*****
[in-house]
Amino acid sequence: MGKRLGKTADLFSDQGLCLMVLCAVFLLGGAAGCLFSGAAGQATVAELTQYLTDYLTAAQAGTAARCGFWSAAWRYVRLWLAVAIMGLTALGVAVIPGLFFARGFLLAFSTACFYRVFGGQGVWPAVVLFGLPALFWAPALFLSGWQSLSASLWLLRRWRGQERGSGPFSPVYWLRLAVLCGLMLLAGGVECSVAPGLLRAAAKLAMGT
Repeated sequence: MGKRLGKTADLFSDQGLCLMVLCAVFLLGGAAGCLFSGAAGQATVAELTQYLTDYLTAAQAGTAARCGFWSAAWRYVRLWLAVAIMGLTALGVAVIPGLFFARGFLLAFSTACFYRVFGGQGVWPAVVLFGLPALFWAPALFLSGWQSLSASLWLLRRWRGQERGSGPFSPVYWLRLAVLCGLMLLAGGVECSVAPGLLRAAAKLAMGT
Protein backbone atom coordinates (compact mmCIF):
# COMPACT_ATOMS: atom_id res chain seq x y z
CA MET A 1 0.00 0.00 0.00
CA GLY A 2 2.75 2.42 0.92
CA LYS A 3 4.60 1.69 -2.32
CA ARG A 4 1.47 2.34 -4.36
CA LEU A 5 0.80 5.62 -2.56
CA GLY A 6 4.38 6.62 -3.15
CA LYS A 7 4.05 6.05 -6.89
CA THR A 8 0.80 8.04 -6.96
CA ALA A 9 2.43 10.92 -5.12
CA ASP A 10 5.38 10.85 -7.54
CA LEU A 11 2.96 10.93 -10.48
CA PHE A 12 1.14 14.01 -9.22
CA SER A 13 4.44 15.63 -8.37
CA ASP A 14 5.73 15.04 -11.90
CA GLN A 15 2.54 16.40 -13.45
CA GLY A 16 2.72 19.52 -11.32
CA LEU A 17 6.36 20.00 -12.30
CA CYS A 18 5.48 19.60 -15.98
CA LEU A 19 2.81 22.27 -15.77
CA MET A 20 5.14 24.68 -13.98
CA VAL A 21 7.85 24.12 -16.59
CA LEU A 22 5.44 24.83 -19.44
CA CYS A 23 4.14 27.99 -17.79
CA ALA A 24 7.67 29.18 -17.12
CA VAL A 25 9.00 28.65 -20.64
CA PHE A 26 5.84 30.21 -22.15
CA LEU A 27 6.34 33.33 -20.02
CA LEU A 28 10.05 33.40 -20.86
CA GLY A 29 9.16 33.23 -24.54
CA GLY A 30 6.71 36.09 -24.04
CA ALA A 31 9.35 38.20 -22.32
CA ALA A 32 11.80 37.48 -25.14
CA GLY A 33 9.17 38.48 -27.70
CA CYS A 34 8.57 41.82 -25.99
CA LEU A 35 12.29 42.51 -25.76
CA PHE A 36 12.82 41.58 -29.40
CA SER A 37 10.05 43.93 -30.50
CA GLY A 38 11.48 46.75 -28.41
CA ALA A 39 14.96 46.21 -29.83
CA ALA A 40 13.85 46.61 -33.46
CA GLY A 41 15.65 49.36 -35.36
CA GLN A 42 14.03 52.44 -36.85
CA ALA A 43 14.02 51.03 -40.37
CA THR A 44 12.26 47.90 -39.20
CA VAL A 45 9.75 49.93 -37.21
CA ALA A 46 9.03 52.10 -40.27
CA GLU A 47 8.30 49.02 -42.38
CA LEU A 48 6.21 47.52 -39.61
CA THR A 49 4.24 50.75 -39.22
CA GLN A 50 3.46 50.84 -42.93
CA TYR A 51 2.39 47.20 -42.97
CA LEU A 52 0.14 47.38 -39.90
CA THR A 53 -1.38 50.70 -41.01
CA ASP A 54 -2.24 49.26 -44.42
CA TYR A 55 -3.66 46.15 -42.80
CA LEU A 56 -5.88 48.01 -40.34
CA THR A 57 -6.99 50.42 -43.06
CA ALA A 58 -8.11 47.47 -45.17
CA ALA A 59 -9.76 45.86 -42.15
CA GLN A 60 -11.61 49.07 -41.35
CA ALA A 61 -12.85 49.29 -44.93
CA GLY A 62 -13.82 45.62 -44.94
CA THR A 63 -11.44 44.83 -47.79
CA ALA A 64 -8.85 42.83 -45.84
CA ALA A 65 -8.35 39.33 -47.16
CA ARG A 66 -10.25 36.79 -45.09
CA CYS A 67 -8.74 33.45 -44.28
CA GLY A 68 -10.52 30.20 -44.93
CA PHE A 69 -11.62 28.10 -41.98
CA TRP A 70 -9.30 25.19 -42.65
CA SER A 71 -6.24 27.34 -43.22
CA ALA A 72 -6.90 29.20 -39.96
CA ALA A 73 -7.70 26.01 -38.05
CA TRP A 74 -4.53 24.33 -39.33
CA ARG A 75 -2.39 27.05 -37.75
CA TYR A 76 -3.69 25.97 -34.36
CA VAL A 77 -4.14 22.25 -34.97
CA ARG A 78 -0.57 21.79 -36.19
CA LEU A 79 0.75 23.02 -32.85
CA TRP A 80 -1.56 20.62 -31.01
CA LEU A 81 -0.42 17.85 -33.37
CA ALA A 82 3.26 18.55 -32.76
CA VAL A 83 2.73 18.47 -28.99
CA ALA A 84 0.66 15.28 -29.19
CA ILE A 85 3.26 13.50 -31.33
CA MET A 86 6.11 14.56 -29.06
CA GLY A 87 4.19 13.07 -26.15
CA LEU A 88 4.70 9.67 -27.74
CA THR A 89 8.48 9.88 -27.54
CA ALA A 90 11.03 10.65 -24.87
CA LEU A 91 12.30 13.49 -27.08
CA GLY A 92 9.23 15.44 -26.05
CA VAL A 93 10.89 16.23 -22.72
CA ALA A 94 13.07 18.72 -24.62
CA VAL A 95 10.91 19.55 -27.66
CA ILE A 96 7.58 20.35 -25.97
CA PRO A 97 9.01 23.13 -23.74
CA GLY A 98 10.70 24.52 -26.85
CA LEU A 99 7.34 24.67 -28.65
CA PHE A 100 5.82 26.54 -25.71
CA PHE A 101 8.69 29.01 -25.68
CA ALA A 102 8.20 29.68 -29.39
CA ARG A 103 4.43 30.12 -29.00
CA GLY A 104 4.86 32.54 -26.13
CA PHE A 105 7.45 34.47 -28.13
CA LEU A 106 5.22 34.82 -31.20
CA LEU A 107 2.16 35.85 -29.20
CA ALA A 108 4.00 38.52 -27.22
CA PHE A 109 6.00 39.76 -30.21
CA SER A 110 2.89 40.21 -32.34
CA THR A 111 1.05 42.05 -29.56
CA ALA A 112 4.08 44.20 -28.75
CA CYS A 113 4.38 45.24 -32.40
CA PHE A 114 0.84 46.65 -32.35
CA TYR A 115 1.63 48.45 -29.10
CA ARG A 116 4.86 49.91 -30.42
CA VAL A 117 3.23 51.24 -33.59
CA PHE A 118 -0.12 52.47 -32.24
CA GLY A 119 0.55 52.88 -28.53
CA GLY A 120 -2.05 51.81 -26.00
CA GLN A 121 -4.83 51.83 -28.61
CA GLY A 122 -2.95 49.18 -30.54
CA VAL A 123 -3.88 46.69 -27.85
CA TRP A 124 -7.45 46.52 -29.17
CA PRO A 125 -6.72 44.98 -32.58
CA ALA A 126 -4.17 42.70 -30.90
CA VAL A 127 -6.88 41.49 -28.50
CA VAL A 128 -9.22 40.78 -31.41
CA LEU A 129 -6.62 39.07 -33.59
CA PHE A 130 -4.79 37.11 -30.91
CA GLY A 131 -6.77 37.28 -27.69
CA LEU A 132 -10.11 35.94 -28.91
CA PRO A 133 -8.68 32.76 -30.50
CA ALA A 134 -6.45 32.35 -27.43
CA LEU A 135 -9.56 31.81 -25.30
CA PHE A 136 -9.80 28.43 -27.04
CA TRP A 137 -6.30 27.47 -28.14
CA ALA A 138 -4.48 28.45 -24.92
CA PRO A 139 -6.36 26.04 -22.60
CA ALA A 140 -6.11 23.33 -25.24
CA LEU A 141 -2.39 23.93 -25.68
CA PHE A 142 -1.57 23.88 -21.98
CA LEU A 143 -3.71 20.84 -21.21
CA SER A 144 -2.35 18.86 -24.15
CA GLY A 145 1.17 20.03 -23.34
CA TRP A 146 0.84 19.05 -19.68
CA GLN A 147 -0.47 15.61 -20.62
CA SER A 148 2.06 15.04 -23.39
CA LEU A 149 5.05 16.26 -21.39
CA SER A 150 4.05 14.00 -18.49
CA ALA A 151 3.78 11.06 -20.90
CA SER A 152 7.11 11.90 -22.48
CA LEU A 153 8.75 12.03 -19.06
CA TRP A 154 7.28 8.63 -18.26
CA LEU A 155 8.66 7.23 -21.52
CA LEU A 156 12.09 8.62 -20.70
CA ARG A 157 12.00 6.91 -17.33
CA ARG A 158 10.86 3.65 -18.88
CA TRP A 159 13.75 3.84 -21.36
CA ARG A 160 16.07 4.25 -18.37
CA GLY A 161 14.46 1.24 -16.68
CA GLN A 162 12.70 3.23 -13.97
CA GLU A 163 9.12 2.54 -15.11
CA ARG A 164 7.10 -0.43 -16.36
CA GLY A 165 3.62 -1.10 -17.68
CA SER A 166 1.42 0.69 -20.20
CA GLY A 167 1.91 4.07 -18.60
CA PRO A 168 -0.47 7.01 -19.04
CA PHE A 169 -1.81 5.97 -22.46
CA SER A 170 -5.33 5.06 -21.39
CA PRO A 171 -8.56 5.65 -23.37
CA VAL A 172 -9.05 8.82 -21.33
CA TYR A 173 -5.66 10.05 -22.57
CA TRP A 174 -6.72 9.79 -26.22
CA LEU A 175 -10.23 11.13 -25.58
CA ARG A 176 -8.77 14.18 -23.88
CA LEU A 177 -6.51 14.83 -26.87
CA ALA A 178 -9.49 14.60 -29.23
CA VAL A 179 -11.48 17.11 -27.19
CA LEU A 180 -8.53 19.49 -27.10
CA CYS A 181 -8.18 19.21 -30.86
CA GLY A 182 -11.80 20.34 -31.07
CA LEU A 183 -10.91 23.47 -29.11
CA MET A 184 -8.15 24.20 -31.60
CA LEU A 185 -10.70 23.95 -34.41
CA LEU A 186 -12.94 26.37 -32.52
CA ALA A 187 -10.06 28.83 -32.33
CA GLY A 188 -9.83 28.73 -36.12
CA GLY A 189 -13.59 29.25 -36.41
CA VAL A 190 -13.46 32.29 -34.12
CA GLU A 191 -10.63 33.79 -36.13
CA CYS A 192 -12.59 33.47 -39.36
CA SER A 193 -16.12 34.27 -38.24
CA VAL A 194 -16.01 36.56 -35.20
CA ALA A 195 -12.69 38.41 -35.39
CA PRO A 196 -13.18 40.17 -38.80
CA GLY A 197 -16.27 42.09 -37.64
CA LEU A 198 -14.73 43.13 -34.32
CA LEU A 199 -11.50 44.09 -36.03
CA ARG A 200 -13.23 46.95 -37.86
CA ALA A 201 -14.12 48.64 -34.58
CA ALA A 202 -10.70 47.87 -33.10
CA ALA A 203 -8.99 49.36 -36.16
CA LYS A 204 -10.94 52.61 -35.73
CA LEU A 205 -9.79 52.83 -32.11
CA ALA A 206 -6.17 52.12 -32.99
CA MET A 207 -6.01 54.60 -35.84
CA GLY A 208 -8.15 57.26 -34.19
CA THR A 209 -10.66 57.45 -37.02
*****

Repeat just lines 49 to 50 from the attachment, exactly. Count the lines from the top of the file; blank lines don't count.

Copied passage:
CA THR A 44 12.26 47.90 -39.20
CA VAL A 45 9.75 49.93 -37.21